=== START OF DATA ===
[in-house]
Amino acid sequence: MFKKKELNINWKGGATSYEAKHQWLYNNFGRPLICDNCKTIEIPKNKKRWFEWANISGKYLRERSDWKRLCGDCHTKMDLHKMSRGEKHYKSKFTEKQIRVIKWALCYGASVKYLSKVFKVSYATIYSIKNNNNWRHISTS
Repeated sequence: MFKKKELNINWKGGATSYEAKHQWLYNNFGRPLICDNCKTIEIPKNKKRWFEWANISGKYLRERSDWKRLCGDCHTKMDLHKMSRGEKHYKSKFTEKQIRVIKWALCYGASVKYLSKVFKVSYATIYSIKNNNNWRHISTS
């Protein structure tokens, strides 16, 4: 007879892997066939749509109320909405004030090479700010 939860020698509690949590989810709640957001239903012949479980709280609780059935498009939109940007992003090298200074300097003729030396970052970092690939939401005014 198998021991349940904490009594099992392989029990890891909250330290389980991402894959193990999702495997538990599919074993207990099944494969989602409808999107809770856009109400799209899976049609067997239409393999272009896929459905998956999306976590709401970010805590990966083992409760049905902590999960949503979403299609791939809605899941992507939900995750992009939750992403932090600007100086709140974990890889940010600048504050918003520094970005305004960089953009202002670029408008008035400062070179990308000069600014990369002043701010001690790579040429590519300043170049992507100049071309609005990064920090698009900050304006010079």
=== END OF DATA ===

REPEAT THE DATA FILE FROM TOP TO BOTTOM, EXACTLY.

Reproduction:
[in-house]
Amino acid sequence: MFKKKELNINWKGGATSYEAKHQWLYNNFGRPLICDNCKTIEIPKNKKRWFEWANISGKYLRERSDWKRLCGDCHTKMDLHKMSRGEKHYKSKFTEKQIRVIKWALCYGASVKYLSKVFKVSYATIYSIKNNNNWRHISTS
Repeated sequence: MFKKKELNINWKGGATSYEAKHQWLYNNFGRPLICDNCKTIEIPKNKKRWFEWANISGKYLRERSDWKRLCGDCHTKMDLHKMSRGEKHYKSKFTEKQIRVIKWALCYGASVKYLSKVFKVSYATIYSIKNNNNWRHISTS
């Protein structure tokens, strides 16, 4: 007879892997066939749509109320909405004030090479700010 939860020698509690949590989810709640957001239903012949479980709280609780059935498009939109940007992003090298200074300097003729030396970052970092690939939401005014 198998021991349940904490009594099992392989029990890891909250330290389980991402894959193990999702495997538990599919074993207990099944494969989602409808999107809770856009109400799209899976049609067997239409393999272009896929459905998956999306976590709401970010805590990966083992409760049905902590999960949503979403299609791939809605899941992507939900995750992009939750992403932090600007100086709140974990890889940010600048504050918003520094970005305004960089953009202002670029408008008035400062070179990308000069600014990369002043701010001690790579040429590519300043170049992507100049071309609005990064920090698009900050304006010079």